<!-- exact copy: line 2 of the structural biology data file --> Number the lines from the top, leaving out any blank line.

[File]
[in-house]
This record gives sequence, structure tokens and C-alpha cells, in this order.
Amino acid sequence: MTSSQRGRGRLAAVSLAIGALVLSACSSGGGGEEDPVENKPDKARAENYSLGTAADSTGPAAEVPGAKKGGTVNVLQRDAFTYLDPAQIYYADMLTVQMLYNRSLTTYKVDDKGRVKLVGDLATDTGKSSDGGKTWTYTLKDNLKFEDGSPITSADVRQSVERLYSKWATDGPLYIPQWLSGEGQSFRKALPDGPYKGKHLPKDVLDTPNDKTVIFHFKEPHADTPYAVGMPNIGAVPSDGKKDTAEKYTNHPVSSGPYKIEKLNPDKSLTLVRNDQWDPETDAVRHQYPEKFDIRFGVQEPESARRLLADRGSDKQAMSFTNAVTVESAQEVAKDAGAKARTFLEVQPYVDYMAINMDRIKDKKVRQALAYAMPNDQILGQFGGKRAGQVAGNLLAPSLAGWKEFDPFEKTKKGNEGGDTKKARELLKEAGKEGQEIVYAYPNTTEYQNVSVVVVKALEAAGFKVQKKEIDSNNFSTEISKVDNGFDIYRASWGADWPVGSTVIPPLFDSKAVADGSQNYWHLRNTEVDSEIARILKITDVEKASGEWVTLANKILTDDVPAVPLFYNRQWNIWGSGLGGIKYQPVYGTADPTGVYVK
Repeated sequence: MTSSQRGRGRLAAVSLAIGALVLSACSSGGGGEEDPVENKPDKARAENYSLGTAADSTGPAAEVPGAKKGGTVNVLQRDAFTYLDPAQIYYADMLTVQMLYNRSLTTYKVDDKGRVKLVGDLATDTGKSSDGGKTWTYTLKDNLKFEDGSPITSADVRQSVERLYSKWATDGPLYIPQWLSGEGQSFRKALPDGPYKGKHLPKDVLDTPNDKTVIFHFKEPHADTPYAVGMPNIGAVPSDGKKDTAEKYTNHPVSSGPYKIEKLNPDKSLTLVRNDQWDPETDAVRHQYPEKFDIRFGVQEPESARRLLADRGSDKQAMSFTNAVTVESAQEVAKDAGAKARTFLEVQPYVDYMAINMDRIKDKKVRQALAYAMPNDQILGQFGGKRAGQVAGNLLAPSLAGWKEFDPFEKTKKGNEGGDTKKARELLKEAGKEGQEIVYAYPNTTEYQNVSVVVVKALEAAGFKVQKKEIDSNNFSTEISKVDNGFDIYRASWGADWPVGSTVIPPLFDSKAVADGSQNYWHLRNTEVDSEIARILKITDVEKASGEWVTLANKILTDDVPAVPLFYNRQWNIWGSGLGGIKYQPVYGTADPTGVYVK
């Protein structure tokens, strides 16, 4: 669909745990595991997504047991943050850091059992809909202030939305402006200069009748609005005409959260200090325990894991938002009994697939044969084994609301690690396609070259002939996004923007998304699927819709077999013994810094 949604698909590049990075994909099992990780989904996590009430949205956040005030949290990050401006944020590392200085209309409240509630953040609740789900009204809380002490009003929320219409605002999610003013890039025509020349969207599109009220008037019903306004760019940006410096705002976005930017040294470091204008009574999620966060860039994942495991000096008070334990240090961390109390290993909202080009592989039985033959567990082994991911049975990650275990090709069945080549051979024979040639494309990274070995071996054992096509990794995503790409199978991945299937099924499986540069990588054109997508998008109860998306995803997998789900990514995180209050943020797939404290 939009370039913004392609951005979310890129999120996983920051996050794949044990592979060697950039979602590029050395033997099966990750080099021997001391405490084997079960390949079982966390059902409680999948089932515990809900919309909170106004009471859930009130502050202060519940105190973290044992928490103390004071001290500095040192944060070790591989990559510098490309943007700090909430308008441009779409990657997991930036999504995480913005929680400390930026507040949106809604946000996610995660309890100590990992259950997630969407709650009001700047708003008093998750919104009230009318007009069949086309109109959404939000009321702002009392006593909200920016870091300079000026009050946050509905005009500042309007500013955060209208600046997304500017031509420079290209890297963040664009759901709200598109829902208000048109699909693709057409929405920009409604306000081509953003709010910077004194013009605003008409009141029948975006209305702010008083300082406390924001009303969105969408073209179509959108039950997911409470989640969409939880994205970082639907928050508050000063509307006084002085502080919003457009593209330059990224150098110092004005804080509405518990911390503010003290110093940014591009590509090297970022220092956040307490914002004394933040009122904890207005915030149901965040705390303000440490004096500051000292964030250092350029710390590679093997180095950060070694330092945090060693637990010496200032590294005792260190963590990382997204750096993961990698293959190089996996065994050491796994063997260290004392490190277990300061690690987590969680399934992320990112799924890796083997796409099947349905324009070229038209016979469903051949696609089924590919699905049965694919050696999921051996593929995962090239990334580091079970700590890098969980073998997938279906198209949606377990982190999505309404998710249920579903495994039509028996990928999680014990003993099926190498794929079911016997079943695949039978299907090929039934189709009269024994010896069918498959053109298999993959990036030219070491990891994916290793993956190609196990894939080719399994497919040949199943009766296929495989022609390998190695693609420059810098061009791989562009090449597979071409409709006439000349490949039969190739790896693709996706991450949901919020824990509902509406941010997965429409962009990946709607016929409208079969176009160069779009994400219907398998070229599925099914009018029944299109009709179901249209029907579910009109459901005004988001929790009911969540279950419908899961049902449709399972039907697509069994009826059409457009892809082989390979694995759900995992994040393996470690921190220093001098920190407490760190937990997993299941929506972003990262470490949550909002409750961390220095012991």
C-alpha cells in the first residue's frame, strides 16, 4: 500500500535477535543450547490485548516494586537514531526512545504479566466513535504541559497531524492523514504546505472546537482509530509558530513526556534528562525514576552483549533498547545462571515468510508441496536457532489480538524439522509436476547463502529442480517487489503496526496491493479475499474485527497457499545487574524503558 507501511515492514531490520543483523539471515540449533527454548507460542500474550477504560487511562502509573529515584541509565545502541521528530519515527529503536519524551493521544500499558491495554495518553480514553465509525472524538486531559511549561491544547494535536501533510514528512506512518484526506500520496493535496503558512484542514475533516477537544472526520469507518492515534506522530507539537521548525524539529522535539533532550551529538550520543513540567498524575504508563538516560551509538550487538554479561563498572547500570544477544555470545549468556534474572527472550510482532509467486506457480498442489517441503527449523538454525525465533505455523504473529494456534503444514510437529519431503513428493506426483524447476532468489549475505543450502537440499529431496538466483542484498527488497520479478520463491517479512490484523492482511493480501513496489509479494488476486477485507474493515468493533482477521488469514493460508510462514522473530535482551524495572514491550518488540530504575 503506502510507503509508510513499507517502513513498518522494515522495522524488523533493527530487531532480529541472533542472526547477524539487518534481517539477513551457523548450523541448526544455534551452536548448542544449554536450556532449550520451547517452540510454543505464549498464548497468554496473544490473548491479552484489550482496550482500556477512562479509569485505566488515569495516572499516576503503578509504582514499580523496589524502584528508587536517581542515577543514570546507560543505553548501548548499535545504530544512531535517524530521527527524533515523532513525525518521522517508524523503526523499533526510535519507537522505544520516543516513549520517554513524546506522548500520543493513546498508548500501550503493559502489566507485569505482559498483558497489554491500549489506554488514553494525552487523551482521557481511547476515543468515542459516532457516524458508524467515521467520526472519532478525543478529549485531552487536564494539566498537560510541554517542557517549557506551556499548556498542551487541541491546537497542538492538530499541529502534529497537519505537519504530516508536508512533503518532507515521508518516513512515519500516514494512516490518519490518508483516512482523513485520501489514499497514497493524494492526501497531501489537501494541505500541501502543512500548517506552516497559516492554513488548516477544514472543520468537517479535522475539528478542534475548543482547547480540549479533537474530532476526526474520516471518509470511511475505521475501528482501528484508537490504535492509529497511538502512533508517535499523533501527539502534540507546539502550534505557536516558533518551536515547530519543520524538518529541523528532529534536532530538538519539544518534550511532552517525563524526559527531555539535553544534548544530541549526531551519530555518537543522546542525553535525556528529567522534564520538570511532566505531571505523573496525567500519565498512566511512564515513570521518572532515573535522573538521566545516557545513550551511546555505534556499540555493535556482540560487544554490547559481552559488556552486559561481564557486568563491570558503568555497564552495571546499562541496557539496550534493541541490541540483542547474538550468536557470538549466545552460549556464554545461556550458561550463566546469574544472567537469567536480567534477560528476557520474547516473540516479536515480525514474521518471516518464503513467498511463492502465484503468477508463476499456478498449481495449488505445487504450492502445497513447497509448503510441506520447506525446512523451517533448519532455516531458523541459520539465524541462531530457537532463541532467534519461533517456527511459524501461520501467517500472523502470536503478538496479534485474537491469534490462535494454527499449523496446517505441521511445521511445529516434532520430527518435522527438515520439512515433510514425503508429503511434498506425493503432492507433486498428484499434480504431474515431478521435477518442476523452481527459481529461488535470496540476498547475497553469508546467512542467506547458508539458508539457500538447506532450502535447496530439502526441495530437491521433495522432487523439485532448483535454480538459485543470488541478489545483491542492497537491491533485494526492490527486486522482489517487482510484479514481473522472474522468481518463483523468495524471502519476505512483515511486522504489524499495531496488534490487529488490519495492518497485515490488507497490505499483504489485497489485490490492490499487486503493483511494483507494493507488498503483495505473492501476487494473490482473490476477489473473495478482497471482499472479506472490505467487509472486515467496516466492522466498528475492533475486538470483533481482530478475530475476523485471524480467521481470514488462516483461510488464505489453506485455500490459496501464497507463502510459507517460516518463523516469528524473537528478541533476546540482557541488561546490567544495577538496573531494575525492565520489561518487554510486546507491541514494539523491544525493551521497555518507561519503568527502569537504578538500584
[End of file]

This record gives sequence, structure tokens and C-alpha cells, in this order.